Renting is prime when you are young and just stepping out of your parent's house and on your own. It will give you the chance to prove your stability in living on your own and, more often than not, if something breaks, it's not your responsibility to fix it. There are a few pitfalls, however, when it comes to renting instead of buying. Below are three of the most common problems that first time renters run into and how to solve them on your own and in an adult manner.
First off, if you already have bad credit before you're even out on your own, many landlords may not choose to rent to you. At that point, a potential landlord will see you as a liability, making the task of finding an apartment or home to rent that much more difficult. It's not hopeless though. This is the time to be as honest as possible. If you have a few credit card bills or late payments on your car, it will show up on your credit report and you need to be ready to answer why they are on there.
Write a detailed letter explaining every bad mark you have on your credit report. Explain why your credit is bad and explain the steps you are taking to improve your credit. Let your potential landlord know of the plans you have for paying off some of the open collections you have. You can also offer to pay more upfront to rent the property. Landlords like to see effort. If you offer to pay two or three months of rent in advance, they will see it as a sign of good faith that you will be a great renter.
After you secure your rental, your landlord will be in charge of repairs that are needed around your property. If your air conditioner or garbage disposal breaks and your landlord is responding when you let them know, don't get angry with them. It's a frustrating situation when repairs are not done, but there is a proper way to handle the situation and losing your cool with your landlord is not the way to do it. If the repair is not an emergency, such as a busted water pipe or the hot water isn't working, give them a little time to respond before you get antsy. Usually one or two days is ample time for them to call you back.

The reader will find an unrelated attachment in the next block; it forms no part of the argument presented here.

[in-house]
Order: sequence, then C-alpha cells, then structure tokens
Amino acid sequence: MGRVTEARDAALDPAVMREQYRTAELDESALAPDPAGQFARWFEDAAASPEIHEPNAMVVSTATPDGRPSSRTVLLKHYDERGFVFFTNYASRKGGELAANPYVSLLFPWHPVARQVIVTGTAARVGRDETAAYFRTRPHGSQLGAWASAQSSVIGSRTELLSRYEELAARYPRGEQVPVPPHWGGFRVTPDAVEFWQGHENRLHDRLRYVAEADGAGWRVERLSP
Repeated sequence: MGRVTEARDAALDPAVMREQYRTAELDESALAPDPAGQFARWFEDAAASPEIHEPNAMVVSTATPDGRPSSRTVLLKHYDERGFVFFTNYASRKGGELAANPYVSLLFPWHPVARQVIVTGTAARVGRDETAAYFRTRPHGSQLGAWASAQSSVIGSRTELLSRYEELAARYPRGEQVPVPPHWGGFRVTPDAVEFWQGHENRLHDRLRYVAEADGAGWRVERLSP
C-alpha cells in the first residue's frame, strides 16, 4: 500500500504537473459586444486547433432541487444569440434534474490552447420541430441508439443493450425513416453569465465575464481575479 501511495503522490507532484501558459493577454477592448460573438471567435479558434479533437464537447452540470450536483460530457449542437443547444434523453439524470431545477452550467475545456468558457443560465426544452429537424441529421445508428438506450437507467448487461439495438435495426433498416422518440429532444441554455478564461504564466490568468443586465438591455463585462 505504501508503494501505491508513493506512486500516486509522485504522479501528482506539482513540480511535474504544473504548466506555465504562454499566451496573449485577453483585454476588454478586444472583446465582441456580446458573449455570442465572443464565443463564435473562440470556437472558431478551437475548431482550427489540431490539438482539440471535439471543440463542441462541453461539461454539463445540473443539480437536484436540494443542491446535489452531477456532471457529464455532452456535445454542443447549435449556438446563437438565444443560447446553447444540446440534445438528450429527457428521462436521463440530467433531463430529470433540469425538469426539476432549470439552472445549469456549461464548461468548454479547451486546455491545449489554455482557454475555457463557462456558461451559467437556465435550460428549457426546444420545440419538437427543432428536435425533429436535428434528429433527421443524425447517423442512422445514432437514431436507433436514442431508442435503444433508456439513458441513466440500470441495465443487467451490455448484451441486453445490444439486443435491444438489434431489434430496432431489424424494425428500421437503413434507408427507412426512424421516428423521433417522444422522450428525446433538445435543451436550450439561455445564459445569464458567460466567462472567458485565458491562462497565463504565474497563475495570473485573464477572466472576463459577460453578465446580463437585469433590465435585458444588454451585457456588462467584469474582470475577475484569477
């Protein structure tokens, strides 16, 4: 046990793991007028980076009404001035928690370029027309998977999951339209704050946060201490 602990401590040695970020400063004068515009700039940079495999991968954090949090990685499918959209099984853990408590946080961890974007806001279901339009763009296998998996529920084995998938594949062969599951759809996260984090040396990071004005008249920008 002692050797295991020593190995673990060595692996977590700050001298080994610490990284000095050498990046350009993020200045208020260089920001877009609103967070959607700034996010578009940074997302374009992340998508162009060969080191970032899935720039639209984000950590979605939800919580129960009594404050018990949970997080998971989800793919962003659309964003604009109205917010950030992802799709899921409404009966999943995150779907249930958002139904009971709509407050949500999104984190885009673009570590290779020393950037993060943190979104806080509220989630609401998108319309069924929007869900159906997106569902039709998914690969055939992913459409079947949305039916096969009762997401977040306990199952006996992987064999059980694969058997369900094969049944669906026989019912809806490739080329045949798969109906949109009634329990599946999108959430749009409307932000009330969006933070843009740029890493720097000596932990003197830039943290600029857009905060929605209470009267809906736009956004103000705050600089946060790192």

Before you sign your lease, be sure that the property landlord writes out if you or they are in charge of those repairs. If they are responsible for repairs but aren't calling you back, don't be afraid to fix it yourself or have someone else fix it for you. Keep all receipts for parts and labor so you can give it to your landlord proving that you fixed the problem.
Short On Rent
So you've been living in your apartment for a long time now and you know you are going to be short on rent this next upcoming month. Unexpected expenses are just another part of adulthood you can never be prepared for. You have to let your landlord know immediately. Do not wait until the day rent is due, and don't avoid them thinking they will just go away. Neither one will make you look good and it may get you a notice to vacate the property.
Once you know that you will be late on your rent, open a dialogue with your landlord. Calling is always best. You never want to text bad news to anyone. Call your landlord and explain the situation. Give them a detailed plan on how you are planning on paying the rent. Give them what you can now and give them a set date you will pay the rest. It is important to honor the date you give. The landlord will look back on your past rental history with them and make the determination from there. Your landlord may still decide to make you pay or leave, but at least with an open dialogue your chances of being able to stay and pay off the month raise dramatically.
Stepping out on your own for the first time is an exciting time in any young adult's life. There are many benefits to renting, but there are also a few problems that you can run into. By knowing these common problems and how to solve them, you will be on your way to being a responsible adult. Keep these tips in mind when looking at condos for sale or rent.